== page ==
Today, July 9, team of Index of censorship website calls on Bahrain authorities to free Nabeel Rajab and respect freedom of expression.
Index on Censorship are taking part in a day of solidarity for imprisoned Bahraini activist Nabeel Rajab on Thursday 9 July. The day was organised by Nabeel’s son Adam, and participants from across the world are sharing videos, photos and messages of encouragement using the hashtag #FreeNabeel.
Rajab is the President of the Index award-winning Bahrain Centre for Human Rights (BCHR) and among the Gulf region’s most well-known human rights activists. Since the Bahraini uprising of 2011, he has been arrested on numerous occasions and had his house tear-gassed for leading protests in which he and others voiced criticism of the Bahraini government.
Having been imprisoned between August 2012 and May 2014, Rajab was once again arrested in October 2014 and charged with “insulting a public institution”. His crime related to tweets in which he alleged that some Bahraini soldiers may have defected to the Islamic State, referring to Bahraini institutions as “ideological incubators”. In May, his six-month prison sentence was upheld.
The solidarity day has been arranged to tie in with a European Parliament vote on an urgent resolution on Bahrain.. The resolution calls for “the dropping of charges and immediate and unconditional release of all human rights defenders, political activists and other individuals detained and charged with alleged violations related to the rights of expression, peaceful assembly and association, including Nabeel Rajab, Sheikh Ali Salman and the ‘Bahrain 13’.” It also calls on the EU to develop a strategy on how they can push for the release of imprisoned activists and prisoners of conscience in Bahrain, and for the ending of exports of tear gas and crowd control equipment to the country.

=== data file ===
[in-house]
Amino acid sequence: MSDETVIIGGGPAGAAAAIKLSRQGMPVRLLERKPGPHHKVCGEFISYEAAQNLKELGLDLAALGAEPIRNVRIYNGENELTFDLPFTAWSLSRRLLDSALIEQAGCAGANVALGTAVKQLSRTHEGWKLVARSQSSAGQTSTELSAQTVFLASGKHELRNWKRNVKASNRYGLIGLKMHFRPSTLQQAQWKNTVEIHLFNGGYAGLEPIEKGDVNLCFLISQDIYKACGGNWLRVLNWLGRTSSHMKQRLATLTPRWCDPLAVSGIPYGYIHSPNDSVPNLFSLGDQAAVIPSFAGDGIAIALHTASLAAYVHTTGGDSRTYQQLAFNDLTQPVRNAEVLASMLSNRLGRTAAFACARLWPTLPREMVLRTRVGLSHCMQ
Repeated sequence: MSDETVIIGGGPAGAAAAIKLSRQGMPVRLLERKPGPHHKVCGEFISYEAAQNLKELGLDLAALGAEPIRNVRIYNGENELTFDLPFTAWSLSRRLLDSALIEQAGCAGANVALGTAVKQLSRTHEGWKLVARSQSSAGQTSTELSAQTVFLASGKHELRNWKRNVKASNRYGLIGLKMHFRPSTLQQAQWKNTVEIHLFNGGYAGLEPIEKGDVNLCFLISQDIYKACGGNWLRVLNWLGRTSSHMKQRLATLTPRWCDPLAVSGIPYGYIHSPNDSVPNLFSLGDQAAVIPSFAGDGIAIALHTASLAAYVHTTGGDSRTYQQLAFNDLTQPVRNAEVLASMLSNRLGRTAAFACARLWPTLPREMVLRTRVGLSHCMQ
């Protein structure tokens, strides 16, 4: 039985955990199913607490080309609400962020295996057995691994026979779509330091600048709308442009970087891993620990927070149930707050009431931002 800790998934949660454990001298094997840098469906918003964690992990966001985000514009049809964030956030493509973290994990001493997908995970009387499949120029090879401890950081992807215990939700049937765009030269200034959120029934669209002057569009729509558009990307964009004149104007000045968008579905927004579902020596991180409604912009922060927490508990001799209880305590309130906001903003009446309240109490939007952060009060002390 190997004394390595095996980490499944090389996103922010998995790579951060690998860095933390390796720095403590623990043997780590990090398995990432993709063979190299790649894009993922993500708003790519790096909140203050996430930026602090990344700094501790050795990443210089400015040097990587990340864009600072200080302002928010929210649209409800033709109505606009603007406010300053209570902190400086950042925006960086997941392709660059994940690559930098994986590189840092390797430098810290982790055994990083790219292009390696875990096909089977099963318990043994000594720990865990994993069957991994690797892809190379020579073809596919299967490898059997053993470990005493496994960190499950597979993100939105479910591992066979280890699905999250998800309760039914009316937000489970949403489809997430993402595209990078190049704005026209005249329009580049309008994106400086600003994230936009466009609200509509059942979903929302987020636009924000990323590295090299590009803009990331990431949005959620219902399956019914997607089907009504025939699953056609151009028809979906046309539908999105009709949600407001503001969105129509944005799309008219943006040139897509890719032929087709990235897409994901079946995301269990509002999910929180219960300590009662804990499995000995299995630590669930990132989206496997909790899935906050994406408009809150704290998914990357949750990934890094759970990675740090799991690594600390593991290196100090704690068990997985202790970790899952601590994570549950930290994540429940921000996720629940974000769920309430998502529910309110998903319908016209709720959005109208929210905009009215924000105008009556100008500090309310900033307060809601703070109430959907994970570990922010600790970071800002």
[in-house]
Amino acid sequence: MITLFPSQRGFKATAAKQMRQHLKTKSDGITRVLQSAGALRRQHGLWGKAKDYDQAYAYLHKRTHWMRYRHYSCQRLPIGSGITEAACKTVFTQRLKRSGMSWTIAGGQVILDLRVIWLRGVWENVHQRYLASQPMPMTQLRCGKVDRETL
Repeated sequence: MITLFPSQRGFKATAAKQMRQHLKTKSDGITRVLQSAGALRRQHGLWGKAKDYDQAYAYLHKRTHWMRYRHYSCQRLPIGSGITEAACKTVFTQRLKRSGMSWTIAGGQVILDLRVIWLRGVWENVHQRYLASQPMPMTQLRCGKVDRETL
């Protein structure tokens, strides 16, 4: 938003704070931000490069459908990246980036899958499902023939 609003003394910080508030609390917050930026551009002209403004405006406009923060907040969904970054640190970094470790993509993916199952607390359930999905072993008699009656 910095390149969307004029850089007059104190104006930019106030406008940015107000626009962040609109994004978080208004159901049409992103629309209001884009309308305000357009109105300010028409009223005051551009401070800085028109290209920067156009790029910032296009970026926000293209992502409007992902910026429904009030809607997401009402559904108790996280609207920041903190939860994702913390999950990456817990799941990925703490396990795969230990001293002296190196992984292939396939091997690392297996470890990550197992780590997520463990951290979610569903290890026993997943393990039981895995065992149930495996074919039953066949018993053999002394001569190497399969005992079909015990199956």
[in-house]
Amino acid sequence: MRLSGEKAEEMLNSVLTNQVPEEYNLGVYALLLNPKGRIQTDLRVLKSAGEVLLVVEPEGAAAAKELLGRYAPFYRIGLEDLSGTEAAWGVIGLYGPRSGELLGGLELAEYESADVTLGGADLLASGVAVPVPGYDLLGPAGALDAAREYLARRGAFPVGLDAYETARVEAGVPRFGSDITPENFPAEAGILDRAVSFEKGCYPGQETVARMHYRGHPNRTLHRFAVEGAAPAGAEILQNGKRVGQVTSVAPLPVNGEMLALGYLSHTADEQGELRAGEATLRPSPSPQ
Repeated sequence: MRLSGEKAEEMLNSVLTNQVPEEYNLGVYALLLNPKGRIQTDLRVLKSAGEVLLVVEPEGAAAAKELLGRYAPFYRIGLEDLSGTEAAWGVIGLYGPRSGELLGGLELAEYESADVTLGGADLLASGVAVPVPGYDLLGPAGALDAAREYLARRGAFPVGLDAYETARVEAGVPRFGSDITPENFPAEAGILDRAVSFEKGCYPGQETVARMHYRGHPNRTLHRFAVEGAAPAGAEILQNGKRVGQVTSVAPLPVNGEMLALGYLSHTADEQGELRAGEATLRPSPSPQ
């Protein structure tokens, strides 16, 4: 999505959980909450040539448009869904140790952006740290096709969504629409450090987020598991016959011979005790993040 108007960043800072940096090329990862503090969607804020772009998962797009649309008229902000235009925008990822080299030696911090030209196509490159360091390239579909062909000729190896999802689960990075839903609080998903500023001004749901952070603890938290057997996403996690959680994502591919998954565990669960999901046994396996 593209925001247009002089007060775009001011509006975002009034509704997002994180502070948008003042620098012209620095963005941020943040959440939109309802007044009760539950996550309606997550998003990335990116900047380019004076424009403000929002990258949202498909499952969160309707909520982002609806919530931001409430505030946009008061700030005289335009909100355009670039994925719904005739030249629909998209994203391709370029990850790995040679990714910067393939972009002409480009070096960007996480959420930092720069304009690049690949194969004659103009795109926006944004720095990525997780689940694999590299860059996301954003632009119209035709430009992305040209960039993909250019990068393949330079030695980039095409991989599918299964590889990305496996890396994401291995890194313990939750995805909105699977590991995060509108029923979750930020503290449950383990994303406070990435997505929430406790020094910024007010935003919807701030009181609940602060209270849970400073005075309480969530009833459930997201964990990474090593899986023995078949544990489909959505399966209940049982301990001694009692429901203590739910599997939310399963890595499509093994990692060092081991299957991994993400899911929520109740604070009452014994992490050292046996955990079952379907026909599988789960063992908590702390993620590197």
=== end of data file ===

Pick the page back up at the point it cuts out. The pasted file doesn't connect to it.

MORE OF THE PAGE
Bahrain has an appalling human rights record which has worsened since the events of the Arab Spring in 2011. Its penal code of 1976 has been widely criticised as giving widespread powers to the government to suppress dissent, and Reporters Without Borders placed the country on its list of Internet Enemies in 2012 due to its crackdown on online blogging and social media use by activists such as Rajab. The “Bahrain 13”, as they are referred to in the EU resolution, are a group of opposition leaders, activists, bloggers and Shia clerics who were arrested between March and April 2011 for their involvement in the national uprising. Their detainment has drawn criticism from a multitude of countries and organisations who have accused the Bahraini government of torture during trial. The government of Bahrain insists the trials were fair.
You can help put pressure on the Bahraini government to respect and protect freedom of expression. Simply record a video or take a picture of yourself, calling on Bahraini authorities to release Rajab, using the hastag #FreeNabeel.
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